# Fermat's Theorem Proof

I'm reading Fermat's Theorem (that $a^{p-1} \equiv 1 \pmod{p}$) proof (What is mathematics book) and they consider the multiples of a $m_1 = a, m_2 = 2a, m_3 = 3a, ..., m_{p-1} = (p-1)a$. They explain why no two of these numbers can be congruent modulo p. Also, I understand why these numbers aren't congruent to $0$ modulo p. Then they say that the numbers $m_1, m_2, ..., m_{p-1}$ must be respectively congruent to the numbers 1, 2, 3, ..., p-1.

I can't understand how they came to the last conclusion which is in bold. I will be grateful for any help you can provide.

• Not respectively, but in some order. – lhf Jun 21 '18 at 18:01
• There are p-1 distinct equivalence classes represented by $1,... p-1$.. If $m_i$ are pairwise not congruent, then the each belong to a distinct class and each class is represented by one of them. So each $m_i \equiv n_i\mod p$ where $n_i$ are distinct member of $\{1,2,3...., p-1\}$. You added the word "respectively" (implying $n_i = i$). I strongly doubt that that was actually in the text, as it is not true. – fleablood Jun 21 '18 at 18:12
• I removed the theorem-provers tag, which is for automatic proof checkers. Please make use of the tag summaries when choosing tags. – joriki Aug 9 '18 at 6:03

Note that two numbers are not congruent to each other modulo $p$, and none of them is congruent to $0$. Furthermore, the remainders of $m_1, m_2, \cdots , m_{p-1}$ belong to the set $\{1,2,\cdots, p-1\}$. Since they are not equal to each other, it must be true that $$m_1 \times m_2 \times \cdots \times m_{p-1} \equiv 1\times 2 \times \cdots \times (p-1) \pmod{p}.$$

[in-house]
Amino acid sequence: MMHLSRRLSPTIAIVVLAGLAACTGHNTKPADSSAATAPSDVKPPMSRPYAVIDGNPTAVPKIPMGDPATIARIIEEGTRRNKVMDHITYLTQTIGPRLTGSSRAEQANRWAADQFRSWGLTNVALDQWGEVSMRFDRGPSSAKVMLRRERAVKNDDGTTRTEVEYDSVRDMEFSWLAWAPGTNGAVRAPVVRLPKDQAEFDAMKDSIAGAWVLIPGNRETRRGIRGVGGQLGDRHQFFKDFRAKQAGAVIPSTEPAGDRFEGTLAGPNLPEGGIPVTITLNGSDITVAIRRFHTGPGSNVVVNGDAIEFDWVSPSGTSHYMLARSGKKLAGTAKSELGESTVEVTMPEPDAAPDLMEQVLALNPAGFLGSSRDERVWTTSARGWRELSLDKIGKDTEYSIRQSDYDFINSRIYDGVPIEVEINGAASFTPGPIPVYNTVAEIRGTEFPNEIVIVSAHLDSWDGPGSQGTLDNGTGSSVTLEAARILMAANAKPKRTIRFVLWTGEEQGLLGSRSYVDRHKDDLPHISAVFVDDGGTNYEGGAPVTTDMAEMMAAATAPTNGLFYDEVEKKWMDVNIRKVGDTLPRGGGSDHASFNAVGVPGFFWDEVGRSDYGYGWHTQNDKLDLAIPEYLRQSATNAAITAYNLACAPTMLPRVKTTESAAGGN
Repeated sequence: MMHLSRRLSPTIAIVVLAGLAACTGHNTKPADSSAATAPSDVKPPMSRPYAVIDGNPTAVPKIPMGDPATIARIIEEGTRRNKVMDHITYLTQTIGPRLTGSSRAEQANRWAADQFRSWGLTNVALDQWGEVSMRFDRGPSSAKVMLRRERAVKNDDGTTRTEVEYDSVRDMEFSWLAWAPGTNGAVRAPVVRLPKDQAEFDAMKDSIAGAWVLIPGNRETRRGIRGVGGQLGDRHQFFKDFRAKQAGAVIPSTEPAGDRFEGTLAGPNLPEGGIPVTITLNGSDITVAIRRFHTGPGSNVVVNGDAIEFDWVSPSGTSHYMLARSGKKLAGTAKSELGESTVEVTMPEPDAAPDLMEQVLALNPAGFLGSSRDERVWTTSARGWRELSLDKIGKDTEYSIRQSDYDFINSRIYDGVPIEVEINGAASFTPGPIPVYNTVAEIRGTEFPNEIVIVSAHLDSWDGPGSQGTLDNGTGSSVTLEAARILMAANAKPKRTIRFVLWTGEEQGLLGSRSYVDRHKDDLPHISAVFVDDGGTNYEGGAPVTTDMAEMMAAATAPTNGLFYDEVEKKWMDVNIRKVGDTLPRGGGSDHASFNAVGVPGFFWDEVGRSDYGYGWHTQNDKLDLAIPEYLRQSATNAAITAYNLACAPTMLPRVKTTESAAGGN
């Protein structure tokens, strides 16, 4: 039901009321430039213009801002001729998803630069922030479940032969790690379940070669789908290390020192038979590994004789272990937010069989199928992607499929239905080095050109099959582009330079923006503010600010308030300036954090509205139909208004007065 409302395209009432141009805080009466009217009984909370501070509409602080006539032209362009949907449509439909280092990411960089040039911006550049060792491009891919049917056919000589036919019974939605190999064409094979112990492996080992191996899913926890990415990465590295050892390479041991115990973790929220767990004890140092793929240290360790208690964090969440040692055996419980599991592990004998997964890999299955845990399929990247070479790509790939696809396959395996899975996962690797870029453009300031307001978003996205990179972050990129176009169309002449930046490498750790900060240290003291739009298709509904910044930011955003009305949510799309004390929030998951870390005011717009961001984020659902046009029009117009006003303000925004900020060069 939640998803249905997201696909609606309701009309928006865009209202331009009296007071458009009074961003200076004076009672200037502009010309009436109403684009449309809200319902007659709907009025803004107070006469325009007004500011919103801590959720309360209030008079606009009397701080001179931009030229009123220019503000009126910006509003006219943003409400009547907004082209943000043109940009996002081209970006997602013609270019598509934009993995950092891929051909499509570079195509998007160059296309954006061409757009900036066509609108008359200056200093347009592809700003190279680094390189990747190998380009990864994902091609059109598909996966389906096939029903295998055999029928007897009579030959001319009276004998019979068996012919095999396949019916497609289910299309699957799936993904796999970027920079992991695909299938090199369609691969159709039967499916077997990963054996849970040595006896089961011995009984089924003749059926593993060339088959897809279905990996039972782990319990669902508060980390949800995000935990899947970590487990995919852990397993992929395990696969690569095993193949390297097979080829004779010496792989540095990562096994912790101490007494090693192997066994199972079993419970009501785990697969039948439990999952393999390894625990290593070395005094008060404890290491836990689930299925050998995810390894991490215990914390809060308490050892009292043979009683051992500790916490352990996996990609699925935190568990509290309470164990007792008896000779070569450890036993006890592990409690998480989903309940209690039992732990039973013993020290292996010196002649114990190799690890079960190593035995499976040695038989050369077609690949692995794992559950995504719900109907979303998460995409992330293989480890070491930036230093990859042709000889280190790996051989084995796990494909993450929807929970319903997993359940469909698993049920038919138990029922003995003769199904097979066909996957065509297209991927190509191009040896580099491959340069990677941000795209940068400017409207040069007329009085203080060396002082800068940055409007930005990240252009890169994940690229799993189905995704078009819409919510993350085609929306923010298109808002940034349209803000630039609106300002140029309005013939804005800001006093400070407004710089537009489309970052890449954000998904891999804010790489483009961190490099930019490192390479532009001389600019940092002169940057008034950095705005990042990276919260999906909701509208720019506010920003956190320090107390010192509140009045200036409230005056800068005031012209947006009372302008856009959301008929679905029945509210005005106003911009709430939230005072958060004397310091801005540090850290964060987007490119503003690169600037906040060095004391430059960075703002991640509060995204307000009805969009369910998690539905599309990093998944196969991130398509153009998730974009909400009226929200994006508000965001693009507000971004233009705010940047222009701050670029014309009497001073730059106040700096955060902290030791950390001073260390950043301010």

As an example, consider $p=5$ and $a=2$. Consequently, $$m_1 \equiv 2, m_2\equiv 4, m_3 \equiv 1, m_4\equiv3 \pmod{5},$$ and $$m_1 \times m_2 \times m_3 \times m_{4} \equiv 1\times 2 \times 3 \times 4 \pmod{5}.$$

• As I understand it doesn't mean that, for example $m_1 \equiv 1 \pmod{p}$ and $m_2 \equiv 2 \pmod{p}$, does it? It can have another order, for example $m_1 \equiv 2 \pmod{p}$. Is it correct or not? – E. Shcherbo Jun 21 '18 at 18:03
• @E.Shcherbo Yes, you are right. Check the example I mentioned in the answer. – Math Lover Jun 21 '18 at 18:04
• I got you. Thank you very much for your help :-) – E. Shcherbo Jun 21 '18 at 18:06

$m_i$ is conguent modulo $p$ to a unique number $j_i\in\{0,1,2,\ldots,p-1\}$, and $$i\ne i'\quad\Longrightarrow\quad j_i\ne j_{i'}$$ Thus, by virtue of the Pigeonhole Principle $$\{j_1,\ldots,j_{p-1}\}=\{1,\ldots,p-1\}.$$ Note also that $$m\equiv j \mod p\qquad \text{and}\qquad m'\equiv j' \mod p\quad\Longrightarrow\quad mm'\equiv jj' \mod p$$ Hence $$m_1\cdots m_{p-1}\equiv j_1\cdots j_{p-1}\equiv (p-1)!\mod p$$

Note that:

$$\prod_{i=1}^{p-1}m_i = a^{p-1}\prod_{i=1}^{p-1}i$$ $$a^{p-1}\prod_{i=1}^{p-1}i \equiv 1\cdot \prod_{i=1}^{p-1}i \pmod p$$

You know there are p-1 numbers m. Either they are all different, or some of them are the same. If they are all different, then p-1 different numbers m can only be the numbers 1,2,...p-1. Ask yourself if they can be the same: let m(i) be congruent to m(j), for example. Then m(i) - m(j) would be congruent to 0. Since the two numbers are multiples of a, that would further mean that two multipliers of a (i.e. two of the set 1,2,3....p-1) are congruent. But that is not true, so we know that no two numbers m can be the same. Hence, since there are p-1 of them, they must be congruent to the numbers 1,2,...p-1 although not in the same order.